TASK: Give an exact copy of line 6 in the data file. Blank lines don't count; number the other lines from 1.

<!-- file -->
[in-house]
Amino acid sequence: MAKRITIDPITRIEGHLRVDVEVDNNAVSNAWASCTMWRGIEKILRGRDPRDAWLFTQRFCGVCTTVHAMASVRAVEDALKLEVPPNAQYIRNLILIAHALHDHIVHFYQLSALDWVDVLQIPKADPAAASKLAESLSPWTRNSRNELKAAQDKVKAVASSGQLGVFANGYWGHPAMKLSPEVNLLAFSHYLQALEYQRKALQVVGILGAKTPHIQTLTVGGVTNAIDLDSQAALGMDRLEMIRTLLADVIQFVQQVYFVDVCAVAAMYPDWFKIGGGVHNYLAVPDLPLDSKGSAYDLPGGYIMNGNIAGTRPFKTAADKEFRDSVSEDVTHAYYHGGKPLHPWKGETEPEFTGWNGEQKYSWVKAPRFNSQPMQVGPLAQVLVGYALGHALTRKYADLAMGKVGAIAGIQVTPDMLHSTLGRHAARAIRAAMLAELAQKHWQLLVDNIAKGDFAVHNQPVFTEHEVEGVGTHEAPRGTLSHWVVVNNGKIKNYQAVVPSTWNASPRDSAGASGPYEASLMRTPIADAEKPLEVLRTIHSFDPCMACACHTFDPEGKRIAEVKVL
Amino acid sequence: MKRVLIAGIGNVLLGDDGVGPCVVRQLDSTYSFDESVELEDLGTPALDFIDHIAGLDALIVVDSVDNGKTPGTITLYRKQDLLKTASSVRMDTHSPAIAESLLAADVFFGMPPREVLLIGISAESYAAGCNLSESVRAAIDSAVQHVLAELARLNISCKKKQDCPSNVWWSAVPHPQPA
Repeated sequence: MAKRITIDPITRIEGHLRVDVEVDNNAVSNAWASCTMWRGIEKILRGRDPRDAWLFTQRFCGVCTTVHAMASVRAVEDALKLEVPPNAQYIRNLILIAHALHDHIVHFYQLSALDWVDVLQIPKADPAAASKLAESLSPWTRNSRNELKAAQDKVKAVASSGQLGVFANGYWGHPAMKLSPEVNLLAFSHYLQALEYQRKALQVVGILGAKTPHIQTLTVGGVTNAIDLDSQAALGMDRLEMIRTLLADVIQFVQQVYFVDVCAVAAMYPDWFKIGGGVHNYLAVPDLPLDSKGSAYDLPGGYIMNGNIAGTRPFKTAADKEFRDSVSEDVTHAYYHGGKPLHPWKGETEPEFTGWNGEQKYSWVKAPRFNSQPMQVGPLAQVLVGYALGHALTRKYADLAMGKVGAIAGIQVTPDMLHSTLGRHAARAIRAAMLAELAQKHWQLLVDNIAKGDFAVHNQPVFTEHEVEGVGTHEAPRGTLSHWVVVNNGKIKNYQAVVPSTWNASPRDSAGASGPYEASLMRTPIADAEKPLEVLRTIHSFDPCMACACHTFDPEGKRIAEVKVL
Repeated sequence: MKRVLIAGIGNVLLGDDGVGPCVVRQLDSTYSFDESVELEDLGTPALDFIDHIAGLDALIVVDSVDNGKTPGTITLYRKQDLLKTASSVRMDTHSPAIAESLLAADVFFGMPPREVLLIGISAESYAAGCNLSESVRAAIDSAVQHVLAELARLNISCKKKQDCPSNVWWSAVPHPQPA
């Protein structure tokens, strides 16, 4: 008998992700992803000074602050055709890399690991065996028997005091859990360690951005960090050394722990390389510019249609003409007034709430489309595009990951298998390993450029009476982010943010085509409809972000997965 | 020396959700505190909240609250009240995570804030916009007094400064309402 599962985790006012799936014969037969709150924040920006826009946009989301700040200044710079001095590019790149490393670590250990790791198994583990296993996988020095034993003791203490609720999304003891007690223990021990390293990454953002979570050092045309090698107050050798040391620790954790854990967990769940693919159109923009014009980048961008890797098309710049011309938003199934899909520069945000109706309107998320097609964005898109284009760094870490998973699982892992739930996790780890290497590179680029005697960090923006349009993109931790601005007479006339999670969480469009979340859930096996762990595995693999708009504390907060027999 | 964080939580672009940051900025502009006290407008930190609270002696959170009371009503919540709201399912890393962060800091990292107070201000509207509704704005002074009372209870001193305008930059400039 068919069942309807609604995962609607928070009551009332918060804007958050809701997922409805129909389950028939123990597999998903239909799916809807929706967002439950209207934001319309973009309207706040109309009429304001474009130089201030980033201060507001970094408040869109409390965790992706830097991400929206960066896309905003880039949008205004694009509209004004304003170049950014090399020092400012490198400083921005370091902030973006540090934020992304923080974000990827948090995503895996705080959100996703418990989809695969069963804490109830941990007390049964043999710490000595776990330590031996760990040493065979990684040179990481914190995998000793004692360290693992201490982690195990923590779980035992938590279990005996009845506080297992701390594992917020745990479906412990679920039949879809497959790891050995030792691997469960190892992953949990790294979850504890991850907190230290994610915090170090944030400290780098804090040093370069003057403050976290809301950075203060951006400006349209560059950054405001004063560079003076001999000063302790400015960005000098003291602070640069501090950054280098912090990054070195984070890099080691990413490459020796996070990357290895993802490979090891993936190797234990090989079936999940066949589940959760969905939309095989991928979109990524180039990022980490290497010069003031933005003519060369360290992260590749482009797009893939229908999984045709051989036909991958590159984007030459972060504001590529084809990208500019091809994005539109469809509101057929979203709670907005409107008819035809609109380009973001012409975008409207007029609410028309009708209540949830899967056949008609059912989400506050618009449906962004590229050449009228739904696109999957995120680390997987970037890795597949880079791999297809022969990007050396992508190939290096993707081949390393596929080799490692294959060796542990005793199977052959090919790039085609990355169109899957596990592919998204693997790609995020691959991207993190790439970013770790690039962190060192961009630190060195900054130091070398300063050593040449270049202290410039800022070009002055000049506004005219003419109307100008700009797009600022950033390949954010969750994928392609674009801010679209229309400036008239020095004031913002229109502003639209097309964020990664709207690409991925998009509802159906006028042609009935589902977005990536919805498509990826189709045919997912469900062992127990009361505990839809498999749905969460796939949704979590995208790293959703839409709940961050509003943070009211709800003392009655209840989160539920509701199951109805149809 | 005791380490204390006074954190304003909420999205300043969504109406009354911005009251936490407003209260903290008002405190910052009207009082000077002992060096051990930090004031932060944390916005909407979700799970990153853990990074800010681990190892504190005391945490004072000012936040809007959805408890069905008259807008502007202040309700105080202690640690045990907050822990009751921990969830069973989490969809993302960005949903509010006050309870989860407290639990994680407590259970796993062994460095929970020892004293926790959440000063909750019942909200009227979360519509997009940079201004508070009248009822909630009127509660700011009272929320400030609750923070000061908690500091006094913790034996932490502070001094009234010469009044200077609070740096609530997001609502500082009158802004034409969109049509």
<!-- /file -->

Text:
């Protein structure tokens, strides 16, 4: 008998992700992803000074602050055709890399690991065996028997005091859990360690951005960090050394722990390389510019249609003409007034709430489309595009990951298998390993450029009476982010943010085509409809972000997965 | 020396959700505190909240609250009240995570804030916009007094400064309402 599962985790006012799936014969037969709150924040920006826009946009989301700040200044710079001095590019790149490393670590250990790791198994583990296993996988020095034993003791203490609720999304003891007690223990021990390293990454953002979570050092045309090698107050050798040391620790954790854990967990769940693919159109923009014009980048961008890797098309710049011309938003199934899909520069945000109706309107998320097609964005898109284009760094870490998973699982892992739930996790780890290497590179680029005697960090923006349009993109931790601005007479006339999670969480469009979340859930096996762990595995693999708009504390907060027999 | 964080939580672009940051900025502009006290407008930190609270002696959170009371009503919540709201399912890393962060800091990292107070201000509207509704704005002074009372209870001193305008930059400039 068919069942309807609604995962609607928070009551009332918060804007958050809701997922409805129909389950028939123990597999998903239909799916809807929706967002439950209207934001319309973009309207706040109309009429304001474009130089201030980033201060507001970094408040869109409390965790992706830097991400929206960066896309905003880039949008205004694009509209004004304003170049950014090399020092400012490198400083921005370091902030973006540090934020992304923080974000990827948090995503895996705080959100996703418990989809695969069963804490109830941990007390049964043999710490000595776990330590031996760990040493065979990684040179990481914190995998000793004692360290693992201490982690195990923590779980035992938590279990005996009845506080297992701390594992917020745990479906412990679920039949879809497959790891050995030792691997469960190892992953949990790294979850504890991850907190230290994610915090170090944030400290780098804090040093370069003057403050976290809301950075203060951006400006349209560059950054405001004063560079003076001999000063302790400015960005000098003291602070640069501090950054280098912090990054070195984070890099080691990413490459020796996070990357290895993802490979090891993936190797234990090989079936999940066949589940959760969905939309095989991928979109990524180039990022980490290497010069003031933005003519060369360290992260590749482009797009893939229908999984045709051989036909991958590159984007030459972060504001590529084809990208500019091809994005539109469809509101057929979203709670907005409107008819035809609109380009973001012409975008409207007029609410028309009708209540949830899967056949008609059912989400506050618009449906962004590229050449009228739904696109999957995120680390997987970037890795597949880079791999297809022969990007050396992508190939290096993707081949390393596929080799490692294959060796542990005793199977052959090919790039085609990355169109899957596990592919998204693997790609995020691959991207993190790439970013770790690039962190060192961009630190060195900054130091070398300063050593040449270049202290410039800022070009002055000049506004005219003419109307100008700009797009600022950033390949954010969750994928392609674009801010679209229309400036008239020095004031913002229109502003639209097309964020990664709207690409991925998009509802159906006028042609009935589902977005990536919805498509990826189709045919997912469900062992127990009361505990839809498999749905969460796939949704979590995208790293959703839409709940961050509003943070009211709800003392009655209840989160539920509701199951109805149809 | 005791380490204390006074954190304003909420999205300043969504109406009354911005009251936490407003209260903290008002405190910052009207009082000077002992060096051990930090004031932060944390916005909407979700799970990153853990990074800010681990190892504190005391945490004072000012936040809007959805408890069905008259807008502007202040309700105080202690640690045990907050822990009751921990969830069973989490969809993302960005949903509010006050309870989860407290639990994680407590259970796993062994460095929970020892004293926790959440000063909750019942909200009227979360519509997009940079201004508070009248009822909630009127509660700011009272929320400030609750923070000061908690500091006094913790034996932490502070001094009234010469009044200077609070740096609530997001609502500082009158802004034409969109049509």